However, the serpent does also lie. He directly contradicts the reason God gives for his command not to eat the fruit. God said that they ought not eat the fruit because dying they would die. The command is not to eat. The reason is dying they would die. To undermine the command, the adversary does not give a counter command. He doesn’t have to. All he does is give a contradicting reason for the command. The command is still not to eat in the adversary’s version. The reason has changed: the reason is dying they will not die but their eyes will be opened, they will know, see, perceive, they will be like divine beings knowing good from evil. The adversary is happy to let Eve recite the command as long as he can get her to follow a different line of reasoning about that command.

The narrative moves inside of Eve at this point. What comes before is a sequence of events that are external. What follows is a sequence of events that are external, but what comes between is the narrative of what happens in Eve’s head at she begins to think about what the adversary has said, but not about her own thinking. She “saw,” perceived, considered, evaluated, reflected, and then judged the fruit as “good”; she understood that it was desirable and attractive to make her wise, to give her insight, to help her discern good from evil. She reasoned that it was good to eat what God said she was not to eat, and so she ate.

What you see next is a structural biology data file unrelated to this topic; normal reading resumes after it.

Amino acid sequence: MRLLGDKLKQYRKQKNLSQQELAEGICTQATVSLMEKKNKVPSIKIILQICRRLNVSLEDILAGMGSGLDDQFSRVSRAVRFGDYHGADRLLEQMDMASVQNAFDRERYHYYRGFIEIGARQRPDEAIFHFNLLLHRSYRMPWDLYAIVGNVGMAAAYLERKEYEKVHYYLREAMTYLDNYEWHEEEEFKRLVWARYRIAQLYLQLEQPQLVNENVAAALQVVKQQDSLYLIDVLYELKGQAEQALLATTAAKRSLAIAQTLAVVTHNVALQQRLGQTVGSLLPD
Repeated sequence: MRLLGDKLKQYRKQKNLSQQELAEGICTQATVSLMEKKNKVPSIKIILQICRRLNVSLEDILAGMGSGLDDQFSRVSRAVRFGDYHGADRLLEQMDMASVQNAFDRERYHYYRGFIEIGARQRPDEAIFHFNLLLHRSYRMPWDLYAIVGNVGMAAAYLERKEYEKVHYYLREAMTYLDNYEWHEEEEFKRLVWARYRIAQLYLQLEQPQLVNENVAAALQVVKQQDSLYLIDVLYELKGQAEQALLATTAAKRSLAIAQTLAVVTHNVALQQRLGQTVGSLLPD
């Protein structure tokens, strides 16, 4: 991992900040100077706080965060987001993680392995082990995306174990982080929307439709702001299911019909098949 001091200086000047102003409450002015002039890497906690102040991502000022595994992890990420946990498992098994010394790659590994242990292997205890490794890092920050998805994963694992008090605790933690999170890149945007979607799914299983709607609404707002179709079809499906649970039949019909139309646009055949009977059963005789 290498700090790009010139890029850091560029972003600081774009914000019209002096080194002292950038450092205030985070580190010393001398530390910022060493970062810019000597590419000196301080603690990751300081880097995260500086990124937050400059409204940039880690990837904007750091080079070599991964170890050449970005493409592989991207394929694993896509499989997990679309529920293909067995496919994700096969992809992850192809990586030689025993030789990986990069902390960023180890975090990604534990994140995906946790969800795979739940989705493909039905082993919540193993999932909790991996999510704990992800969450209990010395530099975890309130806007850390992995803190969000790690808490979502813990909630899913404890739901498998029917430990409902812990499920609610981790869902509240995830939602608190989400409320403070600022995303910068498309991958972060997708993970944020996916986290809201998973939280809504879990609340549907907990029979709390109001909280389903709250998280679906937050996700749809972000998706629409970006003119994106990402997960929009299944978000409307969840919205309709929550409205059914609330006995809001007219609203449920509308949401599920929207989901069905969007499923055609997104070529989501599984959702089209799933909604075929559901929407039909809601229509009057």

The sad irony is this: she already had what she was seeking. She already had the ability to know, to see, to judge, to perceive, to evaluate, to consider, to reflect, to weigh, and to judge things good and evil; she used that ability to transgress the command. If Eve had been thinking about grammar, about the proper relationship between the words spoken by the adversary, maybe she would have stopped to consider that God’s “dying you shall die” and the adversary’s “dying you shall not die” represented two completely different cosmologies. She would have understood that she had a choice to believe one and disregard the other. If she had paid attention to grammar, she might have questioned how exactly “dying you shall not die” is related to God knowing their eyes would be opened. She might have questioned. She might have understood.

So is it important to pay attention to grammar? If grammar helps us discern the logical relationships between our ideas, then yes, I think it is important to pay attention to grammar. It is important to pay attention to what we think.

Works Cited

Mitchell, Richard. “Why Good Grammar?” Underground Grammarian. SourceText.Com. 2000. 31 Mar. 2009 . http://www.sourcetext.com/grammarian/the-booklets/2.htm